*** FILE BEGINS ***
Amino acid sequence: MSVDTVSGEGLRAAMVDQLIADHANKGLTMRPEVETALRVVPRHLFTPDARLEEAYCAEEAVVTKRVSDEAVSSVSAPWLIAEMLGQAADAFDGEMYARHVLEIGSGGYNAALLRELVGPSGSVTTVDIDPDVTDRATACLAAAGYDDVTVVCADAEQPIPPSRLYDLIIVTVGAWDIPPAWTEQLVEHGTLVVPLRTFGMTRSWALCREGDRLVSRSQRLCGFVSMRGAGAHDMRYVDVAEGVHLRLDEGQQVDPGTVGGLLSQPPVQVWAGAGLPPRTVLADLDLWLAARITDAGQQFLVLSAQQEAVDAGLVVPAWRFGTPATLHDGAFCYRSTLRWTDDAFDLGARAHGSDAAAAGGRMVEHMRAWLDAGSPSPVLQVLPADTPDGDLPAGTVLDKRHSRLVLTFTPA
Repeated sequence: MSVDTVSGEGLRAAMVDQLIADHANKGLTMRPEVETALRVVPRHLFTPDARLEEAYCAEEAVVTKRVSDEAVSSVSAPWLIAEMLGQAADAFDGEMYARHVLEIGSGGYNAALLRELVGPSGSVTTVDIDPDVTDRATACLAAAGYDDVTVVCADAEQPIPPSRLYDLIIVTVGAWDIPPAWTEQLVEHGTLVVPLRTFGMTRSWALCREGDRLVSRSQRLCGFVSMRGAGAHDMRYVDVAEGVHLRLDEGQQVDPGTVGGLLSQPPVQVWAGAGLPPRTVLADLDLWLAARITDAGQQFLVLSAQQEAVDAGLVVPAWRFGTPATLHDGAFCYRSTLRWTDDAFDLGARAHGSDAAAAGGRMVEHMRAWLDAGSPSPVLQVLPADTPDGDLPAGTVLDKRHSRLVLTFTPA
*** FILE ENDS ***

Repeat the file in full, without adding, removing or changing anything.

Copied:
Amino acid sequence: MSVDTVSGEGLRAAMVDQLIADHANKGLTMRPEVETALRVVPRHLFTPDARLEEAYCAEEAVVTKRVSDEAVSSVSAPWLIAEMLGQAADAFDGEMYARHVLEIGSGGYNAALLRELVGPSGSVTTVDIDPDVTDRATACLAAAGYDDVTVVCADAEQPIPPSRLYDLIIVTVGAWDIPPAWTEQLVEHGTLVVPLRTFGMTRSWALCREGDRLVSRSQRLCGFVSMRGAGAHDMRYVDVAEGVHLRLDEGQQVDPGTVGGLLSQPPVQVWAGAGLPPRTVLADLDLWLAARITDAGQQFLVLSAQQEAVDAGLVVPAWRFGTPATLHDGAFCYRSTLRWTDDAFDLGARAHGSDAAAAGGRMVEHMRAWLDAGSPSPVLQVLPADTPDGDLPAGTVLDKRHSRLVLTFTPA
Repeated sequence: MSVDTVSGEGLRAAMVDQLIADHANKGLTMRPEVETALRVVPRHLFTPDARLEEAYCAEEAVVTKRVSDEAVSSVSAPWLIAEMLGQAADAFDGEMYARHVLEIGSGGYNAALLRELVGPSGSVTTVDIDPDVTDRATACLAAAGYDDVTVVCADAEQPIPPSRLYDLIIVTVGAWDIPPAWTEQLVEHGTLVVPLRTFGMTRSWALCREGDRLVSRSQRLCGFVSMRGAGAHDMRYVDVAEGVHLRLDEGQQVDPGTVGGLLSQPPVQVWAGAGLPPRTVLADLDLWLAARITDAGQQFLVLSAQQEAVDAGLVVPAWRFGTPATLHDGAFCYRSTLRWTDDAFDLGARAHGSDAAAAGGRMVEHMRAWLDAGSPSPVLQVLPADTPDGDLPAGTVLDKRHSRLVLTFTPA